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Ex-HS2 technical director 'sets record straight' on speed

Alstom proposed hs2 train[1]

Former High Speed 2 (HS2) technical director Andrew McNaughton has attempted to set the record straight on the speed of the line, after claims that slowing down trains could cut project costs. 

In a letter to New Civil Engineer McNaughton hit back at those calling for the speed to be slashed, claiming that doing so would only have a “small effect” on cost but would be a “major dis-benefit” to passengers. McNaughton played a pivotal role in setting the speed of the line.

HS2 Ltd is currently under pressure to cut costs after confirming that the price for building the line was currently coming in above the allotted £27bn budget (including rolling stock) for phase 1between London and Birmingham.

The forecast speed of the line has come under particular scrutiny, with trains travelling at 360km/h or 320km/h in tunnels. When complete it will be one of the fastest high speed rail services in the world.

Last February National Infrastructure Committee commissioner and economist Bridget Rosewell said “she had never understood why” the new high speed line was looking to run trains at 360km/h and the additional cost that incurred.

But in a letter to New Civil Engineer, McNaughton – who stepped down from the role last year after having held the post since the project’s inception - said that the current design speed had been meticulously calculated to provide the “best balance” between cost and passenger journey times.

“The selected design speed arose from the best balance at any point of passenger journey time benefits, cost and impacts, which is why it changes along the route from as low as 230km/h approaching terminals to as high as 360km/h in open country,” says the letter.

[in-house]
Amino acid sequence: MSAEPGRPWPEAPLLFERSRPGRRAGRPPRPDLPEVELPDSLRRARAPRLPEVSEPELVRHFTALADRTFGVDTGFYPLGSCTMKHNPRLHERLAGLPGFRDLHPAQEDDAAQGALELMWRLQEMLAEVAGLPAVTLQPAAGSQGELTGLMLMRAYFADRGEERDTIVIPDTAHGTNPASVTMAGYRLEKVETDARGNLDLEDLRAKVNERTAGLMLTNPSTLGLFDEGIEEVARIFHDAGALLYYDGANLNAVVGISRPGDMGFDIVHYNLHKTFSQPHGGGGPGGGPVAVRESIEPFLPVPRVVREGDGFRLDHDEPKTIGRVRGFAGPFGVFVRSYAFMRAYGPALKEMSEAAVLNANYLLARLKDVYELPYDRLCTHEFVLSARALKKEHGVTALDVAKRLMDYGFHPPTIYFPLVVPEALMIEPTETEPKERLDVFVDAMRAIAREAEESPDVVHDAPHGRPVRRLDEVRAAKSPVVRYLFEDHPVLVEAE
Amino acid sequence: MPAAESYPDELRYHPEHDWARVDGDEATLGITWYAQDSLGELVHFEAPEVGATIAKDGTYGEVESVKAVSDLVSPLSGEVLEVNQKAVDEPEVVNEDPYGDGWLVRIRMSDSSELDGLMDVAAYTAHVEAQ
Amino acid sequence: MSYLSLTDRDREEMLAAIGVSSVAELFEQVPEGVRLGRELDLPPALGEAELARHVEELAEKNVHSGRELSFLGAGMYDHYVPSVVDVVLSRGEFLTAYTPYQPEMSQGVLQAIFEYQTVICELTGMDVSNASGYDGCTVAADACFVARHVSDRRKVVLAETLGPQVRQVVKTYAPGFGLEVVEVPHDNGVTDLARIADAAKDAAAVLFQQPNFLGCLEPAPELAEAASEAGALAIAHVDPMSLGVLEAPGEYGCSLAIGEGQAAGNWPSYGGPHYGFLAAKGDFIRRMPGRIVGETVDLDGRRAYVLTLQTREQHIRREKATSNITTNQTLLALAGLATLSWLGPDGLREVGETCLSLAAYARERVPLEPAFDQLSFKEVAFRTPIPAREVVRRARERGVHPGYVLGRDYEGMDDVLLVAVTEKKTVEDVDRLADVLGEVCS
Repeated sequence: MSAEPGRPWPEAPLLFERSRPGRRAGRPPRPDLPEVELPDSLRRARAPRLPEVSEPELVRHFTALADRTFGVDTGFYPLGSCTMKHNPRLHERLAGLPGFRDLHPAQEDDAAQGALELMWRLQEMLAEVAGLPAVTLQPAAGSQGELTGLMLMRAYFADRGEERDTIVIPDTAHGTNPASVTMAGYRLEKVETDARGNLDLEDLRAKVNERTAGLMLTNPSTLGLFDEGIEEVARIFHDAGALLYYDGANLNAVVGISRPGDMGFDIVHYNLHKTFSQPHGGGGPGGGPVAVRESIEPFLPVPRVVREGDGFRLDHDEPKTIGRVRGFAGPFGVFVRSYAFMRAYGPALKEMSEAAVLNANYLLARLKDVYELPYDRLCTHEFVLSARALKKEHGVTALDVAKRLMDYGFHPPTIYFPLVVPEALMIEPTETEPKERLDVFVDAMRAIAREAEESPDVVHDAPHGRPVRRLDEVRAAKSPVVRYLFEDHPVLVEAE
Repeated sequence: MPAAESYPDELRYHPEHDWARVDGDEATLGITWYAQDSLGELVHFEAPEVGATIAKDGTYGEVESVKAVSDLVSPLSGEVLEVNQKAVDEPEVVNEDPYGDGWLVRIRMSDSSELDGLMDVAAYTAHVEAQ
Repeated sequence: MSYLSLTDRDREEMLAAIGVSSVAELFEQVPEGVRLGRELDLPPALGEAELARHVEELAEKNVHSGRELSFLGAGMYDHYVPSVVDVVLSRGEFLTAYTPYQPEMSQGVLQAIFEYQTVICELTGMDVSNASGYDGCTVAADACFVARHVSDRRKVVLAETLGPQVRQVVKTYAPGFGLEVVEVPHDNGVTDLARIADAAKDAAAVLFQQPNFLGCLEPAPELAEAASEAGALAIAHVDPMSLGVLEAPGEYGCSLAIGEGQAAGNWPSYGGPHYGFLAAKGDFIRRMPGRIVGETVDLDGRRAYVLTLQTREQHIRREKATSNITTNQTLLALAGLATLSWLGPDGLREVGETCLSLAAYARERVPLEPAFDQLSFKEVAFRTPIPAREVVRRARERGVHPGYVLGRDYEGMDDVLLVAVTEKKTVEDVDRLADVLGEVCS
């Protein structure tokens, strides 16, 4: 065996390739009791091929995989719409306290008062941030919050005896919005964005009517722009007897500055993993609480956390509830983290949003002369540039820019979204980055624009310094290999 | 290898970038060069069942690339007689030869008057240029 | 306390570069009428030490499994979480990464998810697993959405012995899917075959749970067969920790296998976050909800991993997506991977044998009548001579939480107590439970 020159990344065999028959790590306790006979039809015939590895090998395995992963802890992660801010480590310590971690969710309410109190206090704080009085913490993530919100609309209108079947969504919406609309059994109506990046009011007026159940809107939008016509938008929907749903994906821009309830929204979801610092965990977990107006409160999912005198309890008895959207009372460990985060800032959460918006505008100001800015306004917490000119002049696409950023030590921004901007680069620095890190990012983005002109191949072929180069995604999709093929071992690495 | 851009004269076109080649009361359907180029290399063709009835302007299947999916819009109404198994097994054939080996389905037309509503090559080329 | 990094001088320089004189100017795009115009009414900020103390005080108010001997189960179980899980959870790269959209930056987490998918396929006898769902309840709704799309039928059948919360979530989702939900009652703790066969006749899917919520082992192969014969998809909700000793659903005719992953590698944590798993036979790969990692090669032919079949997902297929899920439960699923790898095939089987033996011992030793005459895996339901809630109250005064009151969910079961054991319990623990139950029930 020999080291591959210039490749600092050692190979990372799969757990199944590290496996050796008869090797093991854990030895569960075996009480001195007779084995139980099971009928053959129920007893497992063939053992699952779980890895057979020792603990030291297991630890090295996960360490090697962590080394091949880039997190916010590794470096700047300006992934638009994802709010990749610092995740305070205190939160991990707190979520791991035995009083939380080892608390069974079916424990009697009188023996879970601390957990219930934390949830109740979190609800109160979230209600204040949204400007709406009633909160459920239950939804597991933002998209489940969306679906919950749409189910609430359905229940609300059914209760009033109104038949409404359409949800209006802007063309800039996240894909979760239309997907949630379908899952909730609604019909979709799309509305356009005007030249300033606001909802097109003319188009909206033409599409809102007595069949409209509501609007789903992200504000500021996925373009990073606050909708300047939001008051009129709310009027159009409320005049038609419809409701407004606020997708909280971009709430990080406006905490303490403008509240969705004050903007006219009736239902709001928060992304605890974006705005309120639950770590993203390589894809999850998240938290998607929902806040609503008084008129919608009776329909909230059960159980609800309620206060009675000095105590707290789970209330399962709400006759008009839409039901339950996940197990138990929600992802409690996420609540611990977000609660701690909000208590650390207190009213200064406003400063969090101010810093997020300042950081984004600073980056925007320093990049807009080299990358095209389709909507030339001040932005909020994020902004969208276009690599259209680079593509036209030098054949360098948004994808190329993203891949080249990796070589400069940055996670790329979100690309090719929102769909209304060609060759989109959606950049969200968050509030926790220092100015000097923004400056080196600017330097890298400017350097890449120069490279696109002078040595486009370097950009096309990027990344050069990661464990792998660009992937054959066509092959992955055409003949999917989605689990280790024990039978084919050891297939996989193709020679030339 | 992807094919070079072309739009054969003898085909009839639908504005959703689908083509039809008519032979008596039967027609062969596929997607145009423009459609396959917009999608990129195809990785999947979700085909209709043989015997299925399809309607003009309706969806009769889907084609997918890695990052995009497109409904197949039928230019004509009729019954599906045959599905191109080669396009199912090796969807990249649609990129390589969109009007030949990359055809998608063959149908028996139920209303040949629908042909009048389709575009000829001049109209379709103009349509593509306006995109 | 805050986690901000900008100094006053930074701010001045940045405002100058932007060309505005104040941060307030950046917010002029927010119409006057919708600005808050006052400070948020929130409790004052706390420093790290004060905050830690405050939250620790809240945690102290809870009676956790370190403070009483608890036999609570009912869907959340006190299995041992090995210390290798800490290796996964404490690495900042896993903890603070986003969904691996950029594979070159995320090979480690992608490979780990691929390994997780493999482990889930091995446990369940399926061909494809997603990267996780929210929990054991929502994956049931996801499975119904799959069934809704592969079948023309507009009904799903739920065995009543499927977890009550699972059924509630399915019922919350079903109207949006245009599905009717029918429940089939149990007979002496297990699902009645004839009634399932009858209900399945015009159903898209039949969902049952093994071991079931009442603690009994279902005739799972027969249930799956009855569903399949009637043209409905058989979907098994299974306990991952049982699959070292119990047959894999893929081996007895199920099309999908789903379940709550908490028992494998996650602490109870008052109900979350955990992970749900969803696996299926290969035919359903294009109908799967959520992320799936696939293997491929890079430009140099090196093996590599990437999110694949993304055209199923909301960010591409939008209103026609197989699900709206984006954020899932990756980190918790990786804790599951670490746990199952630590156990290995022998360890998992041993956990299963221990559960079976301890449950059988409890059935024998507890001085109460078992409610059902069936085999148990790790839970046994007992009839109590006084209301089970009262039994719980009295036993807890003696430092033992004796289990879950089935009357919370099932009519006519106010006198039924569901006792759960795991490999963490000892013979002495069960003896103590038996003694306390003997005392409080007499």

“This was set out in the 2011 Public Consultation. People responded with challenges about going slower (or faster) and in particular the sections laid out for the highest speeds were reviewed to see what would change were the speed there to be lowered.

“Because the railway threads carefully between communities and key features rather than circling around them, the alignment was shown not to alter even with significantly lower speeds.”

He added: “Going slower had a small effect on cost and impact but a major dis-benefit to the 230,000-plus daily travellers who will use it for many decades. This was reported in the Environment Statement given as evidence to Parliament and, like the public consultation documents, was and is all available as a matter of factual record. It is a good (if lengthy) read for those seeking to understand HS2 better.”

He was replying to letters from Alistair Muir in the May print edition and Roger Curtis in the June edition

Muir said that the speed seemed to have been chosen for no better a reason than the “boys toys” logic of wanting a train as fast as a French TGV.  Curits compared HS2 with the French TGV system. But McNaughton’s letter says that HS2 is based on the Japanese rail system.

“HS2 is not inspired by the French system; rather, if anything, by the Japanese – very high frequency and reliability whilst minimising journey time for very large numbers of people,” he said.

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